† Which, as a matter of fact, I don't; at least in the mediaeval period, there was an awareness that people did hallucinate, and in many cases the 'vision' seems to have been something different, and I think is more likely to be a sort of internal visualisation process. Actually, the minute someone claimed to have really, physically seen Christ or Mary or whoever, the authorities tended to get extremely worried and start talking about delusions or deceptions. This isn't, of course, to say that it isn't possible to have religiously-tinged halluciations, as it obviously is; equally, I don't think the 'internal visualisation process' theory isn't incompatible with the visions or revalations having some sort of truth-value.
tree_and_leaf: Walter von der Vogelweide's birdcage helmet-topper. (mediaevalism)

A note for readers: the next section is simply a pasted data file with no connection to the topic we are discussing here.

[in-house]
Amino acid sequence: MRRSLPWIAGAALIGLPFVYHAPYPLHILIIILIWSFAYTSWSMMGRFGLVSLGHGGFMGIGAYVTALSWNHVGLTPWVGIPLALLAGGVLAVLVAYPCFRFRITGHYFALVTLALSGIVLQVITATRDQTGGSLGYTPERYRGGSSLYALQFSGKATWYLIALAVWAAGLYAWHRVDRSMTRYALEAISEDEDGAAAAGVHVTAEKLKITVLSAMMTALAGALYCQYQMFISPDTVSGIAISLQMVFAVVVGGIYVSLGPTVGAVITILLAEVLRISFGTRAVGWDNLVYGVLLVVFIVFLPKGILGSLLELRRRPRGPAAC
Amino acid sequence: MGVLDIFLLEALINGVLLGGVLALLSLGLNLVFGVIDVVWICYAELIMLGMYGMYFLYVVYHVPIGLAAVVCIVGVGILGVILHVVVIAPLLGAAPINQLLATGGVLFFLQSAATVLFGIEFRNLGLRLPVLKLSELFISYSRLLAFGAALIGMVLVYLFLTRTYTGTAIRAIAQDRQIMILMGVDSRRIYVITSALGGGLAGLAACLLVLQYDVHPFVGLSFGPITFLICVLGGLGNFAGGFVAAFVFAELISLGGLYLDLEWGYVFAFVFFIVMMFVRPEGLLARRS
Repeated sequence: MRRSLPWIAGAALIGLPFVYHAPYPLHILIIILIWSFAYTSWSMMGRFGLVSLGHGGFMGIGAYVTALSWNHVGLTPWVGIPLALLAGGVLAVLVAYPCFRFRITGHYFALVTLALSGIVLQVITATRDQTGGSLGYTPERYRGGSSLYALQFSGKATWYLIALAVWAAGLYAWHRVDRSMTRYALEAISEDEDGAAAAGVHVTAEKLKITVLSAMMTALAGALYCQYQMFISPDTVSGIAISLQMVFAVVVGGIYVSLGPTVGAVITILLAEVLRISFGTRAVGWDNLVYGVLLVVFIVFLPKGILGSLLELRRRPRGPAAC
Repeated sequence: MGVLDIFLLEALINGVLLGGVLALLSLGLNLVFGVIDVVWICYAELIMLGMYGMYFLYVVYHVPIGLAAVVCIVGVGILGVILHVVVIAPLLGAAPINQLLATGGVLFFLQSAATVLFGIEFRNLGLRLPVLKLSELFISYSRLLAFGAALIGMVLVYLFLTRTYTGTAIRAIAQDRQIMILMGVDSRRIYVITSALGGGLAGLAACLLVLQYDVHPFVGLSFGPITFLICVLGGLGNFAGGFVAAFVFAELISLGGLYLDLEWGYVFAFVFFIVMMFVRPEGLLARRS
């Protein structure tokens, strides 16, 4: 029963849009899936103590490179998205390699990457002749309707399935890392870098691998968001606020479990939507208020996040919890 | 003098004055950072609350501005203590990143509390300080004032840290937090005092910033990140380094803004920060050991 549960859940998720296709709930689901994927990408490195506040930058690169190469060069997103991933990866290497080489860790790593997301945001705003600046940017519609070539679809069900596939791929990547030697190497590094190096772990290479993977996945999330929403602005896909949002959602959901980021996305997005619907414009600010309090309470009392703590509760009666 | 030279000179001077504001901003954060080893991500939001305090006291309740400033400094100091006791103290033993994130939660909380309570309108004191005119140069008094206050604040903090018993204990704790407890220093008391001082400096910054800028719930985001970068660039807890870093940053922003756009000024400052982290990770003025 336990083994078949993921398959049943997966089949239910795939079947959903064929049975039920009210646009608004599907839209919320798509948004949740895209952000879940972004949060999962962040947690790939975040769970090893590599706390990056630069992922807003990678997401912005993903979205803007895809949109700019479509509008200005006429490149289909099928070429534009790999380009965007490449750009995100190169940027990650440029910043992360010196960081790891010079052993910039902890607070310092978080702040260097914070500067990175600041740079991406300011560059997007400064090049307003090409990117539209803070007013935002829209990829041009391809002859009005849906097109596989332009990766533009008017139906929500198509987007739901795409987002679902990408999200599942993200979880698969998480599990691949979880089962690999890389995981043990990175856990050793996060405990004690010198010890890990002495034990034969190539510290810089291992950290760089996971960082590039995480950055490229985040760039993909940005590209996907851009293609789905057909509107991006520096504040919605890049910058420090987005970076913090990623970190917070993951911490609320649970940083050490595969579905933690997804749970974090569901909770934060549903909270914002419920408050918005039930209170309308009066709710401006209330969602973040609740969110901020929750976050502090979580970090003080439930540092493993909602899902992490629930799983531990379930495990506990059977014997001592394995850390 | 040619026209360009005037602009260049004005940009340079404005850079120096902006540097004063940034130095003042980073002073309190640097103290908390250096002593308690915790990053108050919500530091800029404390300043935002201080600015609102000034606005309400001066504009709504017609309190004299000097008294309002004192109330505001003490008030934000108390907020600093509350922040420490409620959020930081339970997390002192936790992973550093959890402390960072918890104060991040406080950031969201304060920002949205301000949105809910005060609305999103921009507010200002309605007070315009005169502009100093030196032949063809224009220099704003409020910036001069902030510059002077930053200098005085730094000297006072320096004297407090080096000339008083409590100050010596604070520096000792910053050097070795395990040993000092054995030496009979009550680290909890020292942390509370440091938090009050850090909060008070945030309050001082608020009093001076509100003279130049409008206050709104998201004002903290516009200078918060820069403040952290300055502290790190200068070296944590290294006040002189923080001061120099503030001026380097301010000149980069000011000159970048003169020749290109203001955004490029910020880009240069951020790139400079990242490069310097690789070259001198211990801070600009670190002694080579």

Sometimes I really hate the Bodleian's e-journals platform. When for instance, they tell you that there's full text access to a journal, you then painstakingly hunt down the issue and article you want, click to download, and then the journal's publishers tell you you can't access it because you're not a subscriber.


Oh well, off to do it the old fahioned way. But I do wish they'd subscribe to more arts journals, online, when we seem to have unproblematic e-access to any number of trade publications, some of them on mindbogglingly obscure topics. I don't know what 'swot analysis' is, but every other journal on (the e-journal interface) seems to be one of these, for an astonishing range of companies.
tree_and_leaf: Harriet Vane writing, caption edit edit panic edit research edite WRITE. (writing)